Youngsters who haven't been adopted after 18 months in care will be at the centre of new Government plans to place them with new parents as soon as possible.
Social workers will be told to prioritise adoption at the earliest opportunity for those who have suffered traumatic abuse, while those under 18 months will have adoption pursued when it is in their best interests.
The brand new strategy has been unveiled by Education Secretary Nicky Morgan as part of a Government plan to halve the time children spend in care and stop youngsters spending time with a series of short term carers.
In Yorkshire and the Humber there are 70 high priority children who have been in the care system for 18 months, while there are 330 children waiting to be adopted with 240 of these still without a permanent home.
The Government say their four year strategy matches children with adoptive parents without delay as it is 'free from the shackles of council red tape'.
Education Secretary Nicky Morgan said: “Today’s strategy is a watershed moment – a new line in the sand. For the first time ever, we are explicitly setting out how we will transform the lives of the most vulnerable children in Yorkshire and Humber by making sure they get the opportunities they deserve.
“We cannot stand by while children spend months in care waiting for the new family, despite there being loving parents available. We cannot preside over a situation where adopted children are less likely to do well at school than their classmates. And we mustn’t fail to take action against stifling red tape that stops councils from matching children with the families that are right for them.
“This radical new vision will make sure decisions rightly prioritise children’s long-term stability and happiness, so that children are placed with their new family as quickly as possible, helping them fulfill their potential and get the very best start in life.”
She said at the earliest possible opportunity, the Government will amend the criteria used by social workers and courts when deciding which placement is right for the child – prioritising the restorative care and long-term stability that adoptive placements can offer to those children who have often suffered from 'devastating, heinous abuse'.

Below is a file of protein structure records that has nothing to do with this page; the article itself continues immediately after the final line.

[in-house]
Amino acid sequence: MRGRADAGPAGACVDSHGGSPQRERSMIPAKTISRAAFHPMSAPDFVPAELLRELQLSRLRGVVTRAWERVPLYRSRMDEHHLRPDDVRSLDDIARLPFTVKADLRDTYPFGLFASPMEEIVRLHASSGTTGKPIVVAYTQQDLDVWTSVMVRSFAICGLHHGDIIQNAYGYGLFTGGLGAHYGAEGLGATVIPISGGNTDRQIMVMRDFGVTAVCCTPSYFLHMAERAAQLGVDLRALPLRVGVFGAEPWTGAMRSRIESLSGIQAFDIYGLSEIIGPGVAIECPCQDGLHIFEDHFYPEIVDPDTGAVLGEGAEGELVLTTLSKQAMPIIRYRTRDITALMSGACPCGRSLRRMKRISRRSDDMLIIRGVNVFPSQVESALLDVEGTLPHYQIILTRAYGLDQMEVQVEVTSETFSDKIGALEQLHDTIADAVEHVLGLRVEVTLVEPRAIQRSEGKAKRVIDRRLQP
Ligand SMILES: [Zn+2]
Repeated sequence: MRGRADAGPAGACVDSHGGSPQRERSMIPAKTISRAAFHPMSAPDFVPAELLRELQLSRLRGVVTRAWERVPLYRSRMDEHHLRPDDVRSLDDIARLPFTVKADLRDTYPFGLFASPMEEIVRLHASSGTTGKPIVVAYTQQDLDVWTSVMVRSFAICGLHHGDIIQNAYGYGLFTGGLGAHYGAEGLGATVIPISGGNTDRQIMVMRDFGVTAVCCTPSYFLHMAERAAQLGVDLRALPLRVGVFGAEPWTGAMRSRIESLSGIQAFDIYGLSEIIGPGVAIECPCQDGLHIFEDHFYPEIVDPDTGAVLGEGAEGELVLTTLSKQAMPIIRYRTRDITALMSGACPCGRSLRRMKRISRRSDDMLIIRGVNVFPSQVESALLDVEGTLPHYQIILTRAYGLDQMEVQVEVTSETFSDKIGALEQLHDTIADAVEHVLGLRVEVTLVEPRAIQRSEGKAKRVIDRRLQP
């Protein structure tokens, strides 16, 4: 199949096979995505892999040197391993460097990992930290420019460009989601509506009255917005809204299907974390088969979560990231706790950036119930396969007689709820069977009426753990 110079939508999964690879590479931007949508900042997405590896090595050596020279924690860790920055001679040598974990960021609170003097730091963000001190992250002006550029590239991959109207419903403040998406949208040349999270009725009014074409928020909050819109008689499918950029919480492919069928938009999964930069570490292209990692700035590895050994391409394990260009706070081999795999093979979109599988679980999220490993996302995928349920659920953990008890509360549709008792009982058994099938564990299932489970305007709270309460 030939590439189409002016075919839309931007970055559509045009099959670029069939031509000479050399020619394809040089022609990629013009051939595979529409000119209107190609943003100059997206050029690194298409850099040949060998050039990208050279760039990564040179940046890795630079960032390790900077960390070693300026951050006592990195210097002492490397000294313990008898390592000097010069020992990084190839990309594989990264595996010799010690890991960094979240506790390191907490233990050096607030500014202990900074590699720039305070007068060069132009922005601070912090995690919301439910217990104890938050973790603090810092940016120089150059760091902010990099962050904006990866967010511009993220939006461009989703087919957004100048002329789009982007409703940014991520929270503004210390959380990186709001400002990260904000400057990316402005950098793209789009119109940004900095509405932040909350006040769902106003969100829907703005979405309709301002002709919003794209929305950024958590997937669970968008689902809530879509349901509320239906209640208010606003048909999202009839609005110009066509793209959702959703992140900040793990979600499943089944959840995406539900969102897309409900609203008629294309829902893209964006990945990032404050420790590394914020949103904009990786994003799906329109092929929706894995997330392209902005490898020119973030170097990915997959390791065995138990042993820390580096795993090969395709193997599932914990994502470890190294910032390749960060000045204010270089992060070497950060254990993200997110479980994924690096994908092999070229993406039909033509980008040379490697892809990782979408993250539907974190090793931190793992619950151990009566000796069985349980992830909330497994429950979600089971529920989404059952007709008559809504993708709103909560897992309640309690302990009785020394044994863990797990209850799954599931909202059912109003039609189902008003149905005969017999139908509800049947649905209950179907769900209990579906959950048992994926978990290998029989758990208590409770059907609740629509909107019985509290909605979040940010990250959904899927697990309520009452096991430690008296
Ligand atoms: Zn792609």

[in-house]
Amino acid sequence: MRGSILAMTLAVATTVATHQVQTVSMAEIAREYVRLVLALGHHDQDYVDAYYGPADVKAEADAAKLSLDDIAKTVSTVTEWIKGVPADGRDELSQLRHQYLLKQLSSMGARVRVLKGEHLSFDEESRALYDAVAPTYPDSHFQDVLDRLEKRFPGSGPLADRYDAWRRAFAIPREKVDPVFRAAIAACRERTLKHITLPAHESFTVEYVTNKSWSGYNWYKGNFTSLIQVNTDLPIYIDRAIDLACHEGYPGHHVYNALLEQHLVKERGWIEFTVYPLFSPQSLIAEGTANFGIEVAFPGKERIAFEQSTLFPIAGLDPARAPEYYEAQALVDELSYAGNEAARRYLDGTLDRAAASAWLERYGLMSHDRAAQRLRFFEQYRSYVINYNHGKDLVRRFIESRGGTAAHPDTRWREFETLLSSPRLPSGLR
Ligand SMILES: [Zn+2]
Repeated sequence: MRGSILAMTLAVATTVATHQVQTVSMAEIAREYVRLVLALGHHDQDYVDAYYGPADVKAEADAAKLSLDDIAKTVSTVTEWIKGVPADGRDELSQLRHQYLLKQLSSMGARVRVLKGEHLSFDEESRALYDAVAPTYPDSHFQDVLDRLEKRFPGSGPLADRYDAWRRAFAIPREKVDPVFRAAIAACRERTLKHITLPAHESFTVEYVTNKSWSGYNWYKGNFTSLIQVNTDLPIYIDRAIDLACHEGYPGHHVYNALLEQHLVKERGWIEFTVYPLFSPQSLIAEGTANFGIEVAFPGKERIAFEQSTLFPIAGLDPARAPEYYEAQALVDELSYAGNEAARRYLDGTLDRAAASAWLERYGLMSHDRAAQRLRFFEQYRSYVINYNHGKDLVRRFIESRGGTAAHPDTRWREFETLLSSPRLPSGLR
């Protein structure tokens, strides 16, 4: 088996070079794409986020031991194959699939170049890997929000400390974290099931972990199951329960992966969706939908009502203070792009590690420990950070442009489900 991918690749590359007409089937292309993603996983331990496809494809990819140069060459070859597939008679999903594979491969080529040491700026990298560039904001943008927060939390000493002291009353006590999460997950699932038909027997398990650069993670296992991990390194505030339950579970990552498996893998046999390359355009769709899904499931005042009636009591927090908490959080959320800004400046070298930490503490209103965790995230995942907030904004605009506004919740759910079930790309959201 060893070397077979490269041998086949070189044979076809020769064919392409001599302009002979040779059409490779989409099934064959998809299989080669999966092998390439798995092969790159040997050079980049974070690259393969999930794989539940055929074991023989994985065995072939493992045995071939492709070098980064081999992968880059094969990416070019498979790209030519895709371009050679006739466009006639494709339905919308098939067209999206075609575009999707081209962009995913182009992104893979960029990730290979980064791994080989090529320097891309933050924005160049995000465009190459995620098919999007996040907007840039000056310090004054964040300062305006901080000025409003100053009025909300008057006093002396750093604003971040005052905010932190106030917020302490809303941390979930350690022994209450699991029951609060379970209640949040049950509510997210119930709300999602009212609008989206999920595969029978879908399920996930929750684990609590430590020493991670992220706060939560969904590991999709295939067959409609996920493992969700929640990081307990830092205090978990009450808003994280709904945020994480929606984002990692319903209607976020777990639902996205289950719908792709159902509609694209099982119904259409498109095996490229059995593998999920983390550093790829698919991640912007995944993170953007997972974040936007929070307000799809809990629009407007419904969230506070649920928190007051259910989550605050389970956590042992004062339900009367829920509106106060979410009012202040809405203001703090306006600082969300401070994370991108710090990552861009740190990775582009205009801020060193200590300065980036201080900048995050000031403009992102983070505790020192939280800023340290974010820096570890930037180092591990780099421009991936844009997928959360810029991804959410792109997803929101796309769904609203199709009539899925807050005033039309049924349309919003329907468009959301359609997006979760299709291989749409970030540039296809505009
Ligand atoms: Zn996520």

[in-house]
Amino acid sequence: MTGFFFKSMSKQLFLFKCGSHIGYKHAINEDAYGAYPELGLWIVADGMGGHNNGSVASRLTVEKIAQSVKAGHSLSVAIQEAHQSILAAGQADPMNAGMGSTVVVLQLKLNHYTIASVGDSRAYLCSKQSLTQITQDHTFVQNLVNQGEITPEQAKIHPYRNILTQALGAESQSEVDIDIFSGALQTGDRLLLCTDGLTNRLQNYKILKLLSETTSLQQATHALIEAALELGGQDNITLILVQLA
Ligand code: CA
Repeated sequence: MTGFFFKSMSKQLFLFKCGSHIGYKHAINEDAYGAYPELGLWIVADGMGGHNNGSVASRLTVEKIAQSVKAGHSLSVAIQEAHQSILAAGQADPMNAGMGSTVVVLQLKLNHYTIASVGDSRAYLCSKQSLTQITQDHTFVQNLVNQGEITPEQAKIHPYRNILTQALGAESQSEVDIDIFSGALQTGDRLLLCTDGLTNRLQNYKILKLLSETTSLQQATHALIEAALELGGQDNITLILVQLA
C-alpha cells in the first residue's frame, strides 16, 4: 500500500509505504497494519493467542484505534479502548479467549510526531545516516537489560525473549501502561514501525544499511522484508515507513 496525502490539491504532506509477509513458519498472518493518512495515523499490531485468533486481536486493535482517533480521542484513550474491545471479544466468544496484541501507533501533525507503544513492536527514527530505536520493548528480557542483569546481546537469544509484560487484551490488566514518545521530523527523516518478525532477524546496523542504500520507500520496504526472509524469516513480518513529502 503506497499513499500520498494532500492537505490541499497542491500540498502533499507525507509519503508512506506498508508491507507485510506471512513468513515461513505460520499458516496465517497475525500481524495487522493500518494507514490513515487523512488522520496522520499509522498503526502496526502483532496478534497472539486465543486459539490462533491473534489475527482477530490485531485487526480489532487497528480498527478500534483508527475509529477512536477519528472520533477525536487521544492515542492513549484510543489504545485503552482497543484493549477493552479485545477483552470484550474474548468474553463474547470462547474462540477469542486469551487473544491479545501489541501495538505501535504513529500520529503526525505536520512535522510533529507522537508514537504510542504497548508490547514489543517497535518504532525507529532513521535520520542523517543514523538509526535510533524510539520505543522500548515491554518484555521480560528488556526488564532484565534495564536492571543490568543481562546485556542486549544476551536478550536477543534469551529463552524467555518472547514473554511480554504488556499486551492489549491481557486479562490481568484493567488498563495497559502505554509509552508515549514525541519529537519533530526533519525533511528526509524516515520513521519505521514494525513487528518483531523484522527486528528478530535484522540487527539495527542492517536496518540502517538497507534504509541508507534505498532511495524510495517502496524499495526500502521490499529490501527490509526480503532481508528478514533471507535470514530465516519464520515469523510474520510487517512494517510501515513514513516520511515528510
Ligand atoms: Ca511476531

Larger local pools of approved adopters will also be created by making sure every single council is part of a Regional Adoption Agency by 2020, backed by £14 million per region.
There will be new support available for adoptive families by becoming the first country in the world to provide vital therapeutic services to all adopted young people up to the age of 21 with £49m of investment.
This strategy will be driven forward by a new chair appointed to the Adoption Leadership Board, Andrew Christie, who was Director of Children's Services at Westminster, Fulham and Kensington councils.
Children and Families Minister Edward Timpson, who grew up with around 90 fostered brothers and sisters including two adopted brothers, said the Govenment's 'Adoption - Vision for Change' plan would help children achieve stability sooner.
He said: “I have seen first-hand how vulnerable children can benefit from adoption, when it is in their best interests.
“We have to make sure they are getting the very best start in life and the opportunities all adopted children deserve, which is why today we are setting out our vision to end unnecessary delays, and get children into a loving and stable home sooner.”
Andrew Christie, new Chair of the Adoption Leadership Board, said: “This is the first time the government has set out its vision so clearly, and I’m delighted to be taking on this role, helping to steer direction and ensure that all children get a loving home without delay.”
In 2015, 5,300 children were adopted – 72% more than in 2011.